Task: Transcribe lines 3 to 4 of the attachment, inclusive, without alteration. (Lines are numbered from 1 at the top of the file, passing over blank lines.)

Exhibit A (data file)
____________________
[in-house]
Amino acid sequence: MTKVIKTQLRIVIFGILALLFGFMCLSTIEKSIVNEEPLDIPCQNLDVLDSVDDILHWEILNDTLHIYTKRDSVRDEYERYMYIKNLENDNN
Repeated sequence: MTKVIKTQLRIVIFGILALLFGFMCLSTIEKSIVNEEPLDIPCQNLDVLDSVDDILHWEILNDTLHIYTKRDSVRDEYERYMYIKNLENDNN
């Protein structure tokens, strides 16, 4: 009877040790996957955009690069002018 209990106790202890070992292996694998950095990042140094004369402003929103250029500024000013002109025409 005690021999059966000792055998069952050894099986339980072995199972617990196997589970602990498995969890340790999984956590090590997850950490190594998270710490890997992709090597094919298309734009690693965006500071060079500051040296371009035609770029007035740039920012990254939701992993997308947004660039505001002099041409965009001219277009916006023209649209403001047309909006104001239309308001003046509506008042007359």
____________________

Repeated sequence: MTKVIKTQLRIVIFGILALLFGFMCLSTIEKSIVNEEPLDIPCQNLDVLDSVDDILHWEILNDTLHIYTKRDSVRDEYERYMYIKNLENDNN
């Protein structure tokens, strides 16, 4: 009877040790996957955009690069002018 209990106790202890070992292996694998950095990042140094004369402003929103250029500024000013002109025409 005690021999059966000792055998069952050894099986339980072995199972617990196997589970602990498995969890340790999984956590090590997850950490190594998270710490890997992709090597094919298309734009690693965006500071060079500051040296371009035609770029007035740039920012990254939701992993997308947004660039505001002099041409965009001219277009916006023209649209403001047309909006104001239309308001003046509506008042007359």